by Roz Foster | a Ruelle Electrique reprint
In the early eighties, just after the Pac Man arcade game had chomped its way into the pizza place around the corner from my house, my next door neighbor’s parents got her an Atari 2600 console.
Pac Man. In the home. Yes! For a ten-year-old, this—was progress.
I. Loved. Atari. But my parents wouldn’t let me watch TV, much less play video games. So, I played Pac Man and Space Invaders in my neighbor’s basement whenever I could. My favorite of all those little fat black Atari cartridges was Adventure.
Adventure was the very first graphical action-adventure video game. It was published in 1979, a few years before I got my hands on it in ’82. The graphics in Adventure were pretty hilarious, but in the early eighties, I was dazzled by them. For hours, dragons shaped like ducks made of big, boxy pixels floated relentlessly after me: a small square.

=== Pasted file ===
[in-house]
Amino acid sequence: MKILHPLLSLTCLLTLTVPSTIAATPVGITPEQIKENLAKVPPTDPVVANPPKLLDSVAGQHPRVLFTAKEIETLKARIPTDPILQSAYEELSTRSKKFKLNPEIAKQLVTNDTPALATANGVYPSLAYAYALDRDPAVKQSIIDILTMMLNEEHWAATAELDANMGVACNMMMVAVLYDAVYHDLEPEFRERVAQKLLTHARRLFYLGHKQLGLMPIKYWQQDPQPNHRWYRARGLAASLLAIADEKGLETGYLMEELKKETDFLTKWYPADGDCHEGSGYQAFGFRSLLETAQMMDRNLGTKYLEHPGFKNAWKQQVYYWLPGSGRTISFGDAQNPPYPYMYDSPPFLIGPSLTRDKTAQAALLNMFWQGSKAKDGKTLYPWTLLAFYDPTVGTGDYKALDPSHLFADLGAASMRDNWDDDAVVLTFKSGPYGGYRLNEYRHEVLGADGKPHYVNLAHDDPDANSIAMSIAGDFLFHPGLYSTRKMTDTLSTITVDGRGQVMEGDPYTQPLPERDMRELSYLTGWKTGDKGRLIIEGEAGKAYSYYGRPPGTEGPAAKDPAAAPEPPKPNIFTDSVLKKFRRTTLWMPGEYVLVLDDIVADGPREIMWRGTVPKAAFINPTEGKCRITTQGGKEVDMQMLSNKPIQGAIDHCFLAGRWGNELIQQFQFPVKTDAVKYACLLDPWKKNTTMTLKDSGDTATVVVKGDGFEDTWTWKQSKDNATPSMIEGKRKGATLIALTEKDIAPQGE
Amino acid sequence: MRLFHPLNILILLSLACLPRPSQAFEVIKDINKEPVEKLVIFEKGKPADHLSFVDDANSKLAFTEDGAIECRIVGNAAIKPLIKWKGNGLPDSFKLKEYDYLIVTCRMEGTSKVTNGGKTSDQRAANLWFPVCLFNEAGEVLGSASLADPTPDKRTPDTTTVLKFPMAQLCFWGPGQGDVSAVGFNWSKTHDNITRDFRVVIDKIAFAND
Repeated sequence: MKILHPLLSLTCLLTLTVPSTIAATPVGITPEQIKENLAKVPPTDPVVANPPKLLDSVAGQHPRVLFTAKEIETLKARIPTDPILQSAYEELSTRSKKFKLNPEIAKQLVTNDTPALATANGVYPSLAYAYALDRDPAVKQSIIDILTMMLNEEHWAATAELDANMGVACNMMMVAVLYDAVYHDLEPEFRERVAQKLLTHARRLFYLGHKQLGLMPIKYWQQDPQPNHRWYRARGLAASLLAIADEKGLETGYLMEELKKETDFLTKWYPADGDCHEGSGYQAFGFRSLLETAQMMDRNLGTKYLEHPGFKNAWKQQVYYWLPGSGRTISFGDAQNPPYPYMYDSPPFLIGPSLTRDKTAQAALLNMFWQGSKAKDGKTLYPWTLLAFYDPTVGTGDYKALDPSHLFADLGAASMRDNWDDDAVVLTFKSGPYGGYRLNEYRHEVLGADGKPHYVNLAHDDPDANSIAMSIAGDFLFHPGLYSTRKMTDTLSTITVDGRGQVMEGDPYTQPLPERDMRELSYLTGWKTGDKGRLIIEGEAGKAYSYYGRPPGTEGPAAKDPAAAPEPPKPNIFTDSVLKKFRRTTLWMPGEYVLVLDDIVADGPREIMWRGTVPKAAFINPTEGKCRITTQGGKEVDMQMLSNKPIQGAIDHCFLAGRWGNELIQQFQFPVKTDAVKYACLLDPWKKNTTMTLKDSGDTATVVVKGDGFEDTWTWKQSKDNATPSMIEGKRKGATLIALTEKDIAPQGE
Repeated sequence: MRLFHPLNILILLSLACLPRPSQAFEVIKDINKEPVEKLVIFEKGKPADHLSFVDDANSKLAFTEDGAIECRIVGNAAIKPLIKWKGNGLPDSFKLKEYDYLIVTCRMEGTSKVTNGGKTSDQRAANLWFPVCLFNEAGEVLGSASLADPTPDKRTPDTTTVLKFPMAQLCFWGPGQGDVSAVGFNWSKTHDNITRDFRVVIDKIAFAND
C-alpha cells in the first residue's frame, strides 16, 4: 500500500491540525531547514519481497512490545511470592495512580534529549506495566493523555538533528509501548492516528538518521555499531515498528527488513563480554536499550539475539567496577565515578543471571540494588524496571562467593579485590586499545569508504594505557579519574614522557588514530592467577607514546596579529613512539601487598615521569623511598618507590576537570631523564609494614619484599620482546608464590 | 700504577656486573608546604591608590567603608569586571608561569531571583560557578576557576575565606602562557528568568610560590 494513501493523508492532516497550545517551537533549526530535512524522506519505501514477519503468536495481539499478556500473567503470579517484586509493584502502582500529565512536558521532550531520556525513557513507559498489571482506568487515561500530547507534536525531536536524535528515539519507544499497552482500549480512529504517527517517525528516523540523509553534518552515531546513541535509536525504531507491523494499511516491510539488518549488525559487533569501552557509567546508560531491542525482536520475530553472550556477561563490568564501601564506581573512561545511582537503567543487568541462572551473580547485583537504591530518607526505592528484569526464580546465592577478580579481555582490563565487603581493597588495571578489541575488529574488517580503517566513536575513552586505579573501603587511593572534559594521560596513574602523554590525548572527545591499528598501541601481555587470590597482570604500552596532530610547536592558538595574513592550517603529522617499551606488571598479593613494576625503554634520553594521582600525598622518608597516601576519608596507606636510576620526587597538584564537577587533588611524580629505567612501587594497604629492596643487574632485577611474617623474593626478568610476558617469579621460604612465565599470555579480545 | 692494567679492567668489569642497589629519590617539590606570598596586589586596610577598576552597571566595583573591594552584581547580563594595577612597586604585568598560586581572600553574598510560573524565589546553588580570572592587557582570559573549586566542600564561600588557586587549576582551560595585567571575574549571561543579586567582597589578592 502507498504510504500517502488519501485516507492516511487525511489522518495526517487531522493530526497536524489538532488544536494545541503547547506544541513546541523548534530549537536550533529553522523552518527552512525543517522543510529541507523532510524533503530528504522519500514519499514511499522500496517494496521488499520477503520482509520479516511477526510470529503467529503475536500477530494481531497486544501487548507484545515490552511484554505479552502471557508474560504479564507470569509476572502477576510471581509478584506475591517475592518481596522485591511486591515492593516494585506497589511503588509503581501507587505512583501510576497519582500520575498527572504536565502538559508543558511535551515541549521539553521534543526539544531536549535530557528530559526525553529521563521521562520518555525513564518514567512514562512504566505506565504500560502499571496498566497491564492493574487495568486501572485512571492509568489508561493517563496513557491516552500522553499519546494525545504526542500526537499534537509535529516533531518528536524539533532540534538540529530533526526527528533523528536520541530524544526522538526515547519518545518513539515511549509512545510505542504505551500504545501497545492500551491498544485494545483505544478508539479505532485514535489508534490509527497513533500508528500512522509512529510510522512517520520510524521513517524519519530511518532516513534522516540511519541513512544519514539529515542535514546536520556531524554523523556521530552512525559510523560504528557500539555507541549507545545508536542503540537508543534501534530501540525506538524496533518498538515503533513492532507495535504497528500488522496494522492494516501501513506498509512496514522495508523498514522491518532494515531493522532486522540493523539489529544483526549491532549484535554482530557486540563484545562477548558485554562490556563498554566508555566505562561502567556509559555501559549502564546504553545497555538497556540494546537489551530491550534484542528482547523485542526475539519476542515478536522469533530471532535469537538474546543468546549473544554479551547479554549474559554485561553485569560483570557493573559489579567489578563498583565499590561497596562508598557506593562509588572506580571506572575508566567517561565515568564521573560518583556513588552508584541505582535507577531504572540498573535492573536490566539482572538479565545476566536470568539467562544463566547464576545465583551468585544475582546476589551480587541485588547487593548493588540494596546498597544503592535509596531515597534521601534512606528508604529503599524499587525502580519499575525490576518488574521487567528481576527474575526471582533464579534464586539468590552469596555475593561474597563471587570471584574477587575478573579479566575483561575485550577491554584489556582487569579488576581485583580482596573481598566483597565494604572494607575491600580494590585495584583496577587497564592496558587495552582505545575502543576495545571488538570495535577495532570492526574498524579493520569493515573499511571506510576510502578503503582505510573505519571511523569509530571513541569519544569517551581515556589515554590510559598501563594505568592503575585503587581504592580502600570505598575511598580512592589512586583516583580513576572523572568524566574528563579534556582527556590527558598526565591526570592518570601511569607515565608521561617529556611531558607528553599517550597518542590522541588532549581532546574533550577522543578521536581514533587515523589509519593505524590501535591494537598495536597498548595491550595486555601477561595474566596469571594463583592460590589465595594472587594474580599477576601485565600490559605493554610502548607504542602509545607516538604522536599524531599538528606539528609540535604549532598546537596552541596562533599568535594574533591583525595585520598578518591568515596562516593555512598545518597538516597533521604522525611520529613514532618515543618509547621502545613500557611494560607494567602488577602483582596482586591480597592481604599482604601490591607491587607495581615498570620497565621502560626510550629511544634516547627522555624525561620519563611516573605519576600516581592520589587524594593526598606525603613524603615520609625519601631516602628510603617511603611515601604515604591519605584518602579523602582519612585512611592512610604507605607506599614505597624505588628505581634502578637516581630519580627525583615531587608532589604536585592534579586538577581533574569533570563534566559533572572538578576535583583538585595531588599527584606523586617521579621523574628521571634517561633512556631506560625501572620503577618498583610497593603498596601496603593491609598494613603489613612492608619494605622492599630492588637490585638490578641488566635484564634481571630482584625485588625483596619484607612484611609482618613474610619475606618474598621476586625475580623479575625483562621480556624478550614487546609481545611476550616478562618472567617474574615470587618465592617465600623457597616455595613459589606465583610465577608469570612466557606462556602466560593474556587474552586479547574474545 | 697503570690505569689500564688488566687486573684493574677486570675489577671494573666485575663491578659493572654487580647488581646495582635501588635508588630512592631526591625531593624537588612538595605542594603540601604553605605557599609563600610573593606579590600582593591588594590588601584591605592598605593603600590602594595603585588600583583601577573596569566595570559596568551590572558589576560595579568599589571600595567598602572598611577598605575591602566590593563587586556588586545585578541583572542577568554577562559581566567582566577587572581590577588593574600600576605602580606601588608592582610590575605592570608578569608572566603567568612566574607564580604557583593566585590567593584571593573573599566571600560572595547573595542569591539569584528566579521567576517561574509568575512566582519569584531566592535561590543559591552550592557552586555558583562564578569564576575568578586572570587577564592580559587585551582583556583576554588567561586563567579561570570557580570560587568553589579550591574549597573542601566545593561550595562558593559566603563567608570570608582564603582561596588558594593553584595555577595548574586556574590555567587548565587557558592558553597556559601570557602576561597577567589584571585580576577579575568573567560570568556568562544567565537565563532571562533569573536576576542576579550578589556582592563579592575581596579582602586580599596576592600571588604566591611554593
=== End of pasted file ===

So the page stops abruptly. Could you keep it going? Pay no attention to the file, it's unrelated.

Not too long after my introduction to Atari, my early-adopting neighbor got an Apple II. And it was on that computer that I played my first text-driven interactive fiction game. It was Roberta and Ken Williams’s Mystery House (Sierra On-line, 1980).
An interactive fiction game is story-driven, rather than action-driven. The earliest interactive fiction games, like Colossal Cave Adventure and Zork , were text-only games. A player typed moves into a command-line interface and received the results in the form of textual description. Read the rest of this piece ….
This was a Ruelle Electrique Reprint and was originally published at Glopilot.